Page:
According to the Los Angeles Times, the authorities have “slashed” the amount of recoverable oil from the vast California Monterey shale deposits by a whopping 96 per cent.
Why this is so important is that the Monterey Shale was being hyped as the largest reserve of shale oil in the US.
As the LA Times puts it modestly, “it had been seen as an enormous bonanza”.
The US Energy Information Centre used to argue that the area, once known as a national “black gold mine” of oil, had nearly 14 billion barrels of recoverable oil in it.
This has been radically reduced to just 600 million.
Someone has messed up big time. And its all down to simple geology. The last time someone examined the amount of reserves in the Monterey, they simply assumed the deposits were as easy to extract as elsewhere.
But, in reality, the Monterey is complicated, with layers of folded and shattered strata, making oil difficult to extract.
“From the information we’ve been able to gather, we’ve not seen evidence that oil extraction in this area is very productive using techniques like fracking,” John Staub, a petroleum exploration and production analyst who led the IEA’s research, tells the paper.
“Our oil production estimates combined with a dearth of knowledge about geological differences among the oil fields led to erroneous predictions and estimates,” Staub added.
Not surprisingly, environmental organisations welcomed the news.
“The narrative of fracking in the Monterey Shale as necessary for energy independence just had a big hole blown in it,” argues Seth B. Shonkoff, executive director of the nonprofit Physicians Scientists & Engineers for Healthy Energy.
Jayni Foley Hein, the executive director of the Berkeley Center for Law, Energy and the Environment, said “Given that the industry’s promised economic benefits are not likely to materialize, the state should take a hard look at the impacts that oil development has on public health, safety and the environment.”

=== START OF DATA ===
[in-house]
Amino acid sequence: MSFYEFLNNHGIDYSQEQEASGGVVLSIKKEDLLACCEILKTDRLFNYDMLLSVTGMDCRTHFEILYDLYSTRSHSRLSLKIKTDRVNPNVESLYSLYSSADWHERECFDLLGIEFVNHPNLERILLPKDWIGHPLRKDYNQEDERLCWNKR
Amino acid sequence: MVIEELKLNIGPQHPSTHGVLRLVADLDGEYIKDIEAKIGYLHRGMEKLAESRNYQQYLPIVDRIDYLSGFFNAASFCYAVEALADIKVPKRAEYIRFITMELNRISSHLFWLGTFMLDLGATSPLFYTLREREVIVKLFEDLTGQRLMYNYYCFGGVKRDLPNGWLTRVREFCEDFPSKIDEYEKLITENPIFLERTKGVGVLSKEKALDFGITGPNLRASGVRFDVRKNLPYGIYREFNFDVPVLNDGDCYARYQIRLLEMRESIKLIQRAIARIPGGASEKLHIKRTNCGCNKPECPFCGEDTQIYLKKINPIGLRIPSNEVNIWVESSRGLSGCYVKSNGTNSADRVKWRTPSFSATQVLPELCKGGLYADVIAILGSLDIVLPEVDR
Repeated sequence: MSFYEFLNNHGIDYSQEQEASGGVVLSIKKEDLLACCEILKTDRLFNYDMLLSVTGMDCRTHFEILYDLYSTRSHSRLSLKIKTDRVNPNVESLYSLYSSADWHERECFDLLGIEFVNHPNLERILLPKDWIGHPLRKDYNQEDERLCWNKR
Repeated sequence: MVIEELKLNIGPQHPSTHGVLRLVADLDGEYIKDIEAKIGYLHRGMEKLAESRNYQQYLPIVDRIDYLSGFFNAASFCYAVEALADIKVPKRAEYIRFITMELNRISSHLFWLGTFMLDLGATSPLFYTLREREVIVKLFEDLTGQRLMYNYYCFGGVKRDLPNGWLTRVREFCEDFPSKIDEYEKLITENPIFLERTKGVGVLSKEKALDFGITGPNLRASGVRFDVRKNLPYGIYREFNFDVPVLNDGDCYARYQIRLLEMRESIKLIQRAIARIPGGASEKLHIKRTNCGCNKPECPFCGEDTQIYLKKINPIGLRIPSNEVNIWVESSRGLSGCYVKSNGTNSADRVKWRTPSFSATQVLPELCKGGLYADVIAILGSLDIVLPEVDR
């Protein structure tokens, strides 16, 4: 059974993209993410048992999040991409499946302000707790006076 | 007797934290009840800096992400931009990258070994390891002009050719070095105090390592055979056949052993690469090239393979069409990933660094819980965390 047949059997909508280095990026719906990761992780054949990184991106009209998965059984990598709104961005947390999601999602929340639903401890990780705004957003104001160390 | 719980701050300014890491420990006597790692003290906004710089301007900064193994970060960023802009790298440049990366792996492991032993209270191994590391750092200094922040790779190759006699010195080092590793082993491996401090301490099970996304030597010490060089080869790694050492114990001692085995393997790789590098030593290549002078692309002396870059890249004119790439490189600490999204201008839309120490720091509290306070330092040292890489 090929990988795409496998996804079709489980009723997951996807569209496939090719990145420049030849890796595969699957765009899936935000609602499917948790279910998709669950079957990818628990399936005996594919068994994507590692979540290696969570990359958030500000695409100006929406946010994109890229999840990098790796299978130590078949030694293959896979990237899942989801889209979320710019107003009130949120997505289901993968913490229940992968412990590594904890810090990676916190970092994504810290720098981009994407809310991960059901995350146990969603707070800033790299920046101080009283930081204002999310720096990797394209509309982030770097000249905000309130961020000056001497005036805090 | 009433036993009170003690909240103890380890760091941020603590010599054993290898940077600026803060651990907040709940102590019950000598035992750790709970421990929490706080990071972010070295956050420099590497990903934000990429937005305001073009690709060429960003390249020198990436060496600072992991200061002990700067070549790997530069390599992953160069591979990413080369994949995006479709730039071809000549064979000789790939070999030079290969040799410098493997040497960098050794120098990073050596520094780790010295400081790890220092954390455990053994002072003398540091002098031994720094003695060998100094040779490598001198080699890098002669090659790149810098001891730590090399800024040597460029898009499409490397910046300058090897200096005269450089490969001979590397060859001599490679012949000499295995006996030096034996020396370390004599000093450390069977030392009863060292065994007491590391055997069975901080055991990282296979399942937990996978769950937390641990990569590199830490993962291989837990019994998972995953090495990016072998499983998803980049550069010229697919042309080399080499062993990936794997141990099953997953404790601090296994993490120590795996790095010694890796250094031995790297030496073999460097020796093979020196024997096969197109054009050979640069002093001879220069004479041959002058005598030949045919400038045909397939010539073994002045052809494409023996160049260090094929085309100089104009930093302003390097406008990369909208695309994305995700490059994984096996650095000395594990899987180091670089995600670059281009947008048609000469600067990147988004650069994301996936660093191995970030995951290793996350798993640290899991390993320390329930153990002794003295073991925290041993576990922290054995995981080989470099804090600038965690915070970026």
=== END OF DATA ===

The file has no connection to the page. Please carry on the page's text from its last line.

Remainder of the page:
“The oil had always been a statistical fantasy,” added geoscientist J. David Hughes, author of Drilling California: A Reality Check on the Monterey Shale, an influential report critical of the EIA’s original Monterey estimates.
He adds: “Left out of all the hoopla was the fact that the EIA’s estimate was little more than a back-of-the-envelope calculation.”
Last December, Hughes and the Institute’s report called the EIA’s initial estimate “wishful thinking”.
The new analysis will make sobering reading for Governor Jerry Brown who had trumpeted that fracking the Monterey presented “a fabulous economic opportunity,” for California.
Brown’s credibility on the issue has been shredded, along with that of the oil industry and US authorities.
It will also radically change the politics of fracking in the Golden State.
The latest news “points more and more firmly to the need for a statewide moratorium, a timeout,” argues Kathryn Phillips, the director of the Sierra Club in California.